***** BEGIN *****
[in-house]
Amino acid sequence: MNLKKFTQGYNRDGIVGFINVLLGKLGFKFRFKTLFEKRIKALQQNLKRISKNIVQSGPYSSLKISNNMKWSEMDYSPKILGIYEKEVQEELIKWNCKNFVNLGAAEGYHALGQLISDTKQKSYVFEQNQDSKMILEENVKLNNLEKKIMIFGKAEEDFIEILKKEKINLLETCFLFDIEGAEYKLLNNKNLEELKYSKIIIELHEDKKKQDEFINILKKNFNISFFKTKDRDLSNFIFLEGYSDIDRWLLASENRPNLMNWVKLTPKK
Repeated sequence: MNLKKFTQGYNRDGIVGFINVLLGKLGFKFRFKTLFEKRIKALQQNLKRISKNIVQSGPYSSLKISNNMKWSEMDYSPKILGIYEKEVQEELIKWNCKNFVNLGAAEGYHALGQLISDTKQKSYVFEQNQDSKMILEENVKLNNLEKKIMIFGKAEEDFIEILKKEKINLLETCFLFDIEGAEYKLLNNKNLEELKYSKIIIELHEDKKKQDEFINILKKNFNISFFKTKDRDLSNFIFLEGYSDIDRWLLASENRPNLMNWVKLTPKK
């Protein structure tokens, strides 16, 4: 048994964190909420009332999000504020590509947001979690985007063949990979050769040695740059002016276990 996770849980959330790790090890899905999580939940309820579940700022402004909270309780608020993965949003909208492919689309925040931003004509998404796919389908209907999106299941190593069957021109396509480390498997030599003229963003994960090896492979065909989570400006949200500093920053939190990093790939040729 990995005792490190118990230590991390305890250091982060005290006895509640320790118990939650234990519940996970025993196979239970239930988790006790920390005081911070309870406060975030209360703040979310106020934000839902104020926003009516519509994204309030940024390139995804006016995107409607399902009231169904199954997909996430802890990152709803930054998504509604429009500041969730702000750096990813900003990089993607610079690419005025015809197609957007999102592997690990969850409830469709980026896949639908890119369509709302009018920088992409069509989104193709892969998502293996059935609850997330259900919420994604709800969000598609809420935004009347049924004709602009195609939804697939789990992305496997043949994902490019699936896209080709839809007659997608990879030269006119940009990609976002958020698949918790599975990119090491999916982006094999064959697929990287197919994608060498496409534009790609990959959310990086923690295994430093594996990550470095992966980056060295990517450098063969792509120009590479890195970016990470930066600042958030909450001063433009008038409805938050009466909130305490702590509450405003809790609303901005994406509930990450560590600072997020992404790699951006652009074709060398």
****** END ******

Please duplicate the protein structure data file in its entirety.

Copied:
[in-house]
Amino acid sequence: MNLKKFTQGYNRDGIVGFINVLLGKLGFKFRFKTLFEKRIKALQQNLKRISKNIVQSGPYSSLKISNNMKWSEMDYSPKILGIYEKEVQEELIKWNCKNFVNLGAAEGYHALGQLISDTKQKSYVFEQNQDSKMILEENVKLNNLEKKIMIFGKAEEDFIEILKKEKINLLETCFLFDIEGAEYKLLNNKNLEELKYSKIIIELHEDKKKQDEFINILKKNFNISFFKTKDRDLSNFIFLEGYSDIDRWLLASENRPNLMNWVKLTPKK
Repeated sequence: MNLKKFTQGYNRDGIVGFINVLLGKLGFKFRFKTLFEKRIKALQQNLKRISKNIVQSGPYSSLKISNNMKWSEMDYSPKILGIYEKEVQEELIKWNCKNFVNLGAAEGYHALGQLISDTKQKSYVFEQNQDSKMILEENVKLNNLEKKIMIFGKAEEDFIEILKKEKINLLETCFLFDIEGAEYKLLNNKNLEELKYSKIIIELHEDKKKQDEFINILKKNFNISFFKTKDRDLSNFIFLEGYSDIDRWLLASENRPNLMNWVKLTPKK
């Protein structure tokens, strides 16, 4: 048994964190909420009332999000504020590509947001979690985007063949990979050769040695740059002016276990 996770849980959330790790090890899905999580939940309820579940700022402004909270309780608020993965949003909208492919689309925040931003004509998404796919389908209907999106299941190593069957021109396509480390498997030599003229963003994960090896492979065909989570400006949200500093920053939190990093790939040729 990995005792490190118990230590991390305890250091982060005290006895509640320790118990939650234990519940996970025993196979239970239930988790006790920390005081911070309870406060975030209360703040979310106020934000839902104020926003009516519509994204309030940024390139995804006016995107409607399902009231169904199954997909996430802890990152709803930054998504509604429009500041969730702000750096990813900003990089993607610079690419005025015809197609957007999102592997690990969850409830469709980026896949639908890119369509709302009018920088992409069509989104193709892969998502293996059935609850997330259900919420994604709800969000598609809420935004009347049924004709602009195609939804697939789990992305496997043949994902490019699936896209080709839809007659997608990879030269006119940009990609976002958020698949918790599975990119090491999916982006094999064959697929990287197919994608060498496409534009790609990959959310990086923690295994430093594996990550470095992966980056060295990517450098063969792509120009590479890195970016990470930066600042958030909450001063433009008038409805938050009466909130305490702590509450405003809790609303901005994406509930990450560590600072997020992404790699951006652009074709060398």